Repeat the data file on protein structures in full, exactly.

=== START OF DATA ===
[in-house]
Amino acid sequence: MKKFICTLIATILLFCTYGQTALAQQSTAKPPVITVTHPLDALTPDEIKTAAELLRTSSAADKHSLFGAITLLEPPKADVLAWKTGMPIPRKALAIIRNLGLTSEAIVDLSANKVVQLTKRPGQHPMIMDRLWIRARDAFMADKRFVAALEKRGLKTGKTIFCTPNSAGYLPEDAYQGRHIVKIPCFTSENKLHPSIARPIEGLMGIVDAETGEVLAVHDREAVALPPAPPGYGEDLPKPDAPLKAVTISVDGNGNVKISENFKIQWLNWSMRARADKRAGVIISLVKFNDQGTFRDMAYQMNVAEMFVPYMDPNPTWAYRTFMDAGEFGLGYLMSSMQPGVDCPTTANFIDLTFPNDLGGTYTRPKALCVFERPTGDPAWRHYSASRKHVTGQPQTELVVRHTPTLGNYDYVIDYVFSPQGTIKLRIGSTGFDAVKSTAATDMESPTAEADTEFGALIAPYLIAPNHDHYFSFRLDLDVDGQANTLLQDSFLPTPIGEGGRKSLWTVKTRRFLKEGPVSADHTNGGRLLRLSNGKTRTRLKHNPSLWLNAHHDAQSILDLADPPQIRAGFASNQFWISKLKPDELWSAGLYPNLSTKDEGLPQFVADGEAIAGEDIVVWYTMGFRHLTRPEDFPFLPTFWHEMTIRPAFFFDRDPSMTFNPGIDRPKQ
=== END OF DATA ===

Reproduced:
[in-house]
Amino acid sequence: MKKFICTLIATILLFCTYGQTALAQQSTAKPPVITVTHPLDALTPDEIKTAAELLRTSSAADKHSLFGAITLLEPPKADVLAWKTGMPIPRKALAIIRNLGLTSEAIVDLSANKVVQLTKRPGQHPMIMDRLWIRARDAFMADKRFVAALEKRGLKTGKTIFCTPNSAGYLPEDAYQGRHIVKIPCFTSENKLHPSIARPIEGLMGIVDAETGEVLAVHDREAVALPPAPPGYGEDLPKPDAPLKAVTISVDGNGNVKISENFKIQWLNWSMRARADKRAGVIISLVKFNDQGTFRDMAYQMNVAEMFVPYMDPNPTWAYRTFMDAGEFGLGYLMSSMQPGVDCPTTANFIDLTFPNDLGGTYTRPKALCVFERPTGDPAWRHYSASRKHVTGQPQTELVVRHTPTLGNYDYVIDYVFSPQGTIKLRIGSTGFDAVKSTAATDMESPTAEADTEFGALIAPYLIAPNHDHYFSFRLDLDVDGQANTLLQDSFLPTPIGEGGRKSLWTVKTRRFLKEGPVSADHTNGGRLLRLSNGKTRTRLKHNPSLWLNAHHDAQSILDLADPPQIRAGFASNQFWISKLKPDELWSAGLYPNLSTKDEGLPQFVADGEAIAGEDIVVWYTMGFRHLTRPEDFPFLPTFWHEMTIRPAFFFDRDPSMTFNPGIDRPKQ